The most obvious example of a privilege that trumps the third-party doctrine is the attorney-client privilege. In the federal system, privileges are recognized by Federal Rule of Evidence 501: “[T]he privilege of a witness [or] person … shall be governed by the principles of the common law as they may be interpreted by the courts of the United States in the light of reason and experience.”‘ Under the attorney-client privilege, “[c]onfidential disclosures by a client to an attorney made in order to obtain legal assistance are privileged.”‘ This rule encourages “full and frank communication between attorneys and their clients and thereby promote[s] broader public interests in the observance of law and administration of justice.”‘ Evidence collected in violation of the privilege must be suppressed.

But what’s the ABA talking about then? Mair includes no link to the ABA’s comments, but the internet is a wondrous thing.

Although the issue remains controversial and somewhat unsettled, at least one respected commentator [cite?] has observed that for the most part, federal law rejects the idea that entities can share privileged information with federal agencies or other third parties, and hence make “selective waivers” of the attorney-client privilege, absent express statutory authority. As the ABA noted in its previous comments to the CFPB, although a few federal courts have recognized the selective waiver doctrine and allowed parties to submit privileged materials to federal agencies without waiving the privilege as to third parties, most federal circuits have rejected selective waiver and concluded that such submissions waive the privilege as to all third parties. Therefore, as a general matter, a party risks implicitly waiving the protection of the privilege by disclosing a protected attorney-client communication to a third party, even when that third party is a federal agency.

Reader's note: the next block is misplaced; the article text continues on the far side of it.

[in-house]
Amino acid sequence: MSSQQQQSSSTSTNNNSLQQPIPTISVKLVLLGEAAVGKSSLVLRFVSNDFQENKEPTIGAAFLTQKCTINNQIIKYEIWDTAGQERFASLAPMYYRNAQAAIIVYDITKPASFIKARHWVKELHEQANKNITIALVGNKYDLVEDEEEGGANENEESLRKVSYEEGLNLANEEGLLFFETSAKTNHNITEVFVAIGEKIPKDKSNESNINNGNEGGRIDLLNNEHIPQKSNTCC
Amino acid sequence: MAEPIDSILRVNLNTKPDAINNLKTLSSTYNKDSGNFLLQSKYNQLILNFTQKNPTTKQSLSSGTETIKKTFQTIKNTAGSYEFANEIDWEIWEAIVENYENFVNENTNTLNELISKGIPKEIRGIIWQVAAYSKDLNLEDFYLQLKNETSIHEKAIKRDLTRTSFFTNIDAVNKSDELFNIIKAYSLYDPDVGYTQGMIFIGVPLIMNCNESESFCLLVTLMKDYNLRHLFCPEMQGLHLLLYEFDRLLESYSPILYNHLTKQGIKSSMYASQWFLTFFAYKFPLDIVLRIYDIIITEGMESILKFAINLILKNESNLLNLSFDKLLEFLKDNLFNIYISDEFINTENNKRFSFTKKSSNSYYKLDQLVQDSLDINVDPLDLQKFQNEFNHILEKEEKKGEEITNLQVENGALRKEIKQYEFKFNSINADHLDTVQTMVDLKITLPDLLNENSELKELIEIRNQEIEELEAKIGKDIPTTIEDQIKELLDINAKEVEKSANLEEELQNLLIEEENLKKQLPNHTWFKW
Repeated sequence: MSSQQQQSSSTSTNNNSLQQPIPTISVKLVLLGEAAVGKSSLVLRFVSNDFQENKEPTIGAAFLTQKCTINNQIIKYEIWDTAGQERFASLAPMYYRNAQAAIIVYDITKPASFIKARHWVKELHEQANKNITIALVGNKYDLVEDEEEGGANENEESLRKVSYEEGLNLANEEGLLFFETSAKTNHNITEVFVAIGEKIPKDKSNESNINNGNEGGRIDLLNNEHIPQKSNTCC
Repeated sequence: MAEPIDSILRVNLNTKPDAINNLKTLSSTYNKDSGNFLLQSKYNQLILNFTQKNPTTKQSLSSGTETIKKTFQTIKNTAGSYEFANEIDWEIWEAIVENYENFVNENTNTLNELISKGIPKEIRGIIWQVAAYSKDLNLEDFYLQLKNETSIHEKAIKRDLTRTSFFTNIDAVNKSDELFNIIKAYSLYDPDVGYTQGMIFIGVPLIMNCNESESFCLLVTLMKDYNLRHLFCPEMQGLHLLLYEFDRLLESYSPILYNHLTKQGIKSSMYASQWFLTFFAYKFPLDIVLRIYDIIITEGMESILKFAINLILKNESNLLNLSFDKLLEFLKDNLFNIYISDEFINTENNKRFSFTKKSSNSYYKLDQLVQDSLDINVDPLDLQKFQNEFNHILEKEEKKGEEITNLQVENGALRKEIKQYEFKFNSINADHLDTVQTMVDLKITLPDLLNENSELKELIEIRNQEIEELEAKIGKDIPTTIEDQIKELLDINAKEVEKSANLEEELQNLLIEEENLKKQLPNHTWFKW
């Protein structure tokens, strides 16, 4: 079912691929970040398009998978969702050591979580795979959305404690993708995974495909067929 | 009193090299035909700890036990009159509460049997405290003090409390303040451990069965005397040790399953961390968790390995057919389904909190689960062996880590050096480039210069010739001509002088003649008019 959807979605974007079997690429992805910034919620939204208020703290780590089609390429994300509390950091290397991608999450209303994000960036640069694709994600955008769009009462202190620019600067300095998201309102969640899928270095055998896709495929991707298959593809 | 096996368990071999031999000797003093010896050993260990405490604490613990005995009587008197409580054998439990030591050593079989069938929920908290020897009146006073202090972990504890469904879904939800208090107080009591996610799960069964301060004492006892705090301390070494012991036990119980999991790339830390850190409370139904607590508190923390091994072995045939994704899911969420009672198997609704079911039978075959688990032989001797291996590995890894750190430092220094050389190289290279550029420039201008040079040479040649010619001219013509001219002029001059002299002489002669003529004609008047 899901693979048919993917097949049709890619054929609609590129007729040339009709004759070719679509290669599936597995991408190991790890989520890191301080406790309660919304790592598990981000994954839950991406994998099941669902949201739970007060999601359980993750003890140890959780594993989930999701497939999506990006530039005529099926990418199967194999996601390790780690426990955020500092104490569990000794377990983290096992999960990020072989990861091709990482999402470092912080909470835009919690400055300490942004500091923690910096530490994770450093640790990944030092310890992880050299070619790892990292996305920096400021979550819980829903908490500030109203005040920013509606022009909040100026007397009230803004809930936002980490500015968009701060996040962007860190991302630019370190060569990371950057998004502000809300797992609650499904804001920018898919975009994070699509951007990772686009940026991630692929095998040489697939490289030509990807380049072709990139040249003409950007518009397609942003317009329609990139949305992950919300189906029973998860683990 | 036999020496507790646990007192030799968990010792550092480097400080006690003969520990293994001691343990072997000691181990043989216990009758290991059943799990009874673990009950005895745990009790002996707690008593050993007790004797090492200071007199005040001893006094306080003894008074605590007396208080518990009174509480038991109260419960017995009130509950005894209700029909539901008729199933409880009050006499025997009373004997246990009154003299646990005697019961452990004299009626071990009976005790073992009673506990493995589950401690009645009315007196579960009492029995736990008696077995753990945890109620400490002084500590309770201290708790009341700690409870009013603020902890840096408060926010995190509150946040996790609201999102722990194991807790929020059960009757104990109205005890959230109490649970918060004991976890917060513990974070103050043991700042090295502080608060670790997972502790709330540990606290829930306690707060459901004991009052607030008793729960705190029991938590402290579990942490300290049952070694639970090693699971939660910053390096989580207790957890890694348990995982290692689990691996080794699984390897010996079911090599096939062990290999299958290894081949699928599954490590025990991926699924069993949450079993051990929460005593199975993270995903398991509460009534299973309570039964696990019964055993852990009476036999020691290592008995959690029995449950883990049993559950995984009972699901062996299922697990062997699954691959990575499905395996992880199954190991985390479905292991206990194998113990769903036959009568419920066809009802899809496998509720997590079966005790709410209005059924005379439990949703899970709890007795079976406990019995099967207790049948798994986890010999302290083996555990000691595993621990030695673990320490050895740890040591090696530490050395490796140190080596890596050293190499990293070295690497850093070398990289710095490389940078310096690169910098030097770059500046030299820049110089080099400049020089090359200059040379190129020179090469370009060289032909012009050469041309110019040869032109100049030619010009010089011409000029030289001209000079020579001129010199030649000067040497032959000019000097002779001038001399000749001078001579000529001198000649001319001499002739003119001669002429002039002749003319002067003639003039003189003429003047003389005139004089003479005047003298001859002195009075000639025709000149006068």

Or, if you were so desperately bored by this paragraph that you couldn’t make it through, the ABA raises the nerdy issue that when a party intentionally provides an otherwise attorney-client privileged communication to the CFPB, it doesn’t vitiate the privilege in its entirety. The second issue addressed is that the privileged communication shouldn’t be handed out as a party favor when Cordray goes to a cocktail party at the manse of the CEO of a competing bank.

The problem raised isn’t silly, and the challenge is real. But the assertion that attorney-client privilege is subject to the third-party doctrine is completely bonkers. If this was so, then no lawyer could communicate with a client by telephone or email without forfeiting privilege.

While lawyers often suffer a minor cringe at a non-lawyer’s kinda stupid but minor misstatement of law, this mistake was so glaring, so huge, that it can’t go unmentioned lest non-lawyer readers believe they can’t engage in full and frank discussion with their lawyers without their statements being subject to disclosure to the Russian Ambassador or destruction of the attorney-client privilege.